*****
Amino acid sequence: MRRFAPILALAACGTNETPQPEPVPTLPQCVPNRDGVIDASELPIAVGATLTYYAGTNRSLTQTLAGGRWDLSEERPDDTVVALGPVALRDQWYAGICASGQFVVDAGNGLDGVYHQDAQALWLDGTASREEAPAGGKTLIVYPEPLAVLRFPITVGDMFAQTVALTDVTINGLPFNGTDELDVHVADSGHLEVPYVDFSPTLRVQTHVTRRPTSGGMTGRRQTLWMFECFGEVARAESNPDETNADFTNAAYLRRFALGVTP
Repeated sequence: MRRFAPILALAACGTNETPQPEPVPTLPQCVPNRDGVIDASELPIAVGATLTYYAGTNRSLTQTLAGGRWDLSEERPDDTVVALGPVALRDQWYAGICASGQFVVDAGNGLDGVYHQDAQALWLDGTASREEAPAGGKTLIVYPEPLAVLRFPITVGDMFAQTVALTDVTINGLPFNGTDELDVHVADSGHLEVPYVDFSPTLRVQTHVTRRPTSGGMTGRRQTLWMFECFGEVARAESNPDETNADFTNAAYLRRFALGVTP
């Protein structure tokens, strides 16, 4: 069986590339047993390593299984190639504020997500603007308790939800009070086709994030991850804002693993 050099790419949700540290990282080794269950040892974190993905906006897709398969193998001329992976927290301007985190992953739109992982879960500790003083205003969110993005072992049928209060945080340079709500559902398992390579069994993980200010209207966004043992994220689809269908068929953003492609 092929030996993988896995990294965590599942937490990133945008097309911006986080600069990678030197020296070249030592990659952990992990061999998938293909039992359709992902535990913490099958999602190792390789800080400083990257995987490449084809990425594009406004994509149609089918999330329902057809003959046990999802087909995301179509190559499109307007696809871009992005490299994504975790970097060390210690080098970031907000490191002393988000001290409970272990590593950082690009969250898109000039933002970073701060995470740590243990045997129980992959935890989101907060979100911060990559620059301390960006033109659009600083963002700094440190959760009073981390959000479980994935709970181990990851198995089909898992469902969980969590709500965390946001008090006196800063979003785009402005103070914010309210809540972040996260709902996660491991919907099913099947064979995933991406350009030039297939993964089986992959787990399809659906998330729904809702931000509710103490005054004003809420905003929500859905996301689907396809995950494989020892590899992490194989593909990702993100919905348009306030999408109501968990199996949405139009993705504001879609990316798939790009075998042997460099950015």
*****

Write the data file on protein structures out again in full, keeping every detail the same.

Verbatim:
Amino acid sequence: MRRFAPILALAACGTNETPQPEPVPTLPQCVPNRDGVIDASELPIAVGATLTYYAGTNRSLTQTLAGGRWDLSEERPDDTVVALGPVALRDQWYAGICASGQFVVDAGNGLDGVYHQDAQALWLDGTASREEAPAGGKTLIVYPEPLAVLRFPITVGDMFAQTVALTDVTINGLPFNGTDELDVHVADSGHLEVPYVDFSPTLRVQTHVTRRPTSGGMTGRRQTLWMFECFGEVARAESNPDETNADFTNAAYLRRFALGVTP
Repeated sequence: MRRFAPILALAACGTNETPQPEPVPTLPQCVPNRDGVIDASELPIAVGATLTYYAGTNRSLTQTLAGGRWDLSEERPDDTVVALGPVALRDQWYAGICASGQFVVDAGNGLDGVYHQDAQALWLDGTASREEAPAGGKTLIVYPEPLAVLRFPITVGDMFAQTVALTDVTINGLPFNGTDELDVHVADSGHLEVPYVDFSPTLRVQTHVTRRPTSGGMTGRRQTLWMFECFGEVARAESNPDETNADFTNAAYLRRFALGVTP
């Protein structure tokens, strides 16, 4: 069986590339047993390593299984190639504020997500603007308790939800009070086709994030991850804002693993 050099790419949700540290990282080794269950040892974190993905906006897709398969193998001329992976927290301007985190992953739109992982879960500790003083205003969110993005072992049928209060945080340079709500559902398992390579069994993980200010209207966004043992994220689809269908068929953003492609 092929030996993988896995990294965590599942937490990133945008097309911006986080600069990678030197020296070249030592990659952990992990061999998938293909039992359709992902535990913490099958999602190792390789800080400083990257995987490449084809990425594009406004994509149609089918999330329902057809003959046990999802087909995301179509190559499109307007696809871009992005490299994504975790970097060390210690080098970031907000490191002393988000001290409970272990590593950082690009969250898109000039933002970073701060995470740590243990045997129980992959935890989101907060979100911060990559620059301390960006033109659009600083963002700094440190959760009073981390959000479980994935709970181990990851198995089909898992469902969980969590709500965390946001008090006196800063979003785009402005103070914010309210809540972040996260709902996660491991919907099913099947064979995933991406350009030039297939993964089986992959787990399809659906998330729904809702931000509710103490005054004003809420905003929500859905996301689907396809995950494989020892590899992490194989593909990702993100919905348009306030999408109501968990199996949405139009993705504001879609990316798939790009075998042997460099950015």